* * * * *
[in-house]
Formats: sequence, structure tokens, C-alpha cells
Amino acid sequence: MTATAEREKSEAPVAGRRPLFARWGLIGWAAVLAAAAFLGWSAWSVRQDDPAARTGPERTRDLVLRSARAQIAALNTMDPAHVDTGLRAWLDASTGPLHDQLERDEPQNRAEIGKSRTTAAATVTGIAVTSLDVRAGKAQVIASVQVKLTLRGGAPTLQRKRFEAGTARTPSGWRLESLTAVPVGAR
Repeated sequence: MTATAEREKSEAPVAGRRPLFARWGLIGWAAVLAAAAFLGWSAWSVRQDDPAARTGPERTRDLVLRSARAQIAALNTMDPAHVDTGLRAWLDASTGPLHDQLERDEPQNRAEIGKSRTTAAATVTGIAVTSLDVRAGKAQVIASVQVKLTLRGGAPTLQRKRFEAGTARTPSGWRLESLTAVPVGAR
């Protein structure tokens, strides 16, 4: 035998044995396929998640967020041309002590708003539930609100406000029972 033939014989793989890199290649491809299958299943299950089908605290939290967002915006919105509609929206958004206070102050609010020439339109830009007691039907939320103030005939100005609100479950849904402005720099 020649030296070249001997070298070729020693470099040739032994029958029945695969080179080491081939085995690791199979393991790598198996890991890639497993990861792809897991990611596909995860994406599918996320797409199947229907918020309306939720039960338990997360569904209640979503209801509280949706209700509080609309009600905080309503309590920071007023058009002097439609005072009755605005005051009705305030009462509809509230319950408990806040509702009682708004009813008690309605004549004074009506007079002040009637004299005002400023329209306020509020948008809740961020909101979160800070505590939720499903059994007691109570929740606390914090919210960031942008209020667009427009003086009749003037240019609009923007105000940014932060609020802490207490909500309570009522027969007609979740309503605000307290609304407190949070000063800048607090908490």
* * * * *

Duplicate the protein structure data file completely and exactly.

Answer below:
[in-house]
Formats: sequence, structure tokens, C-alpha cells
Amino acid sequence: MTATAEREKSEAPVAGRRPLFARWGLIGWAAVLAAAAFLGWSAWSVRQDDPAARTGPERTRDLVLRSARAQIAALNTMDPAHVDTGLRAWLDASTGPLHDQLERDEPQNRAEIGKSRTTAAATVTGIAVTSLDVRAGKAQVIASVQVKLTLRGGAPTLQRKRFEAGTARTPSGWRLESLTAVPVGAR
Repeated sequence: MTATAEREKSEAPVAGRRPLFARWGLIGWAAVLAAAAFLGWSAWSVRQDDPAARTGPERTRDLVLRSARAQIAALNTMDPAHVDTGLRAWLDASTGPLHDQLERDEPQNRAEIGKSRTTAAATVTGIAVTSLDVRAGKAQVIASVQVKLTLRGGAPTLQRKRFEAGTARTPSGWRLESLTAVPVGAR
């Protein structure tokens, strides 16, 4: 035998044995396929998640967020041309002590708003539930609100406000029972 033939014989793989890199290649491809299958299943299950089908605290939290967002915006919105509609929206958004206070102050609010020439339109830009007691039907939320103030005939100005609100479950849904402005720099 020649030296070249001997070298070729020693470099040739032994029958029945695969080179080491081939085995690791199979393991790598198996890991890639497993990861792809897991990611596909995860994406599918996320797409199947229907918020309306939720039960338990997360569904209640979503209801509280949706209700509080609309009600905080309503309590920071007023058009002097439609005072009755605005005051009705305030009462509809509230319950408990806040509702009682708004009813008690309605004549004074009506007079002040009637004299005002400023329209306020509020948008809740961020909101979160800070505590939720499903059994007691109570929740606390914090919210960031942008209020667009427009003086009749003037240019609009923007105000940014932060609020802490207490909500309570009522027969007609979740309503605000307290609304407190949070000063800048607090908490």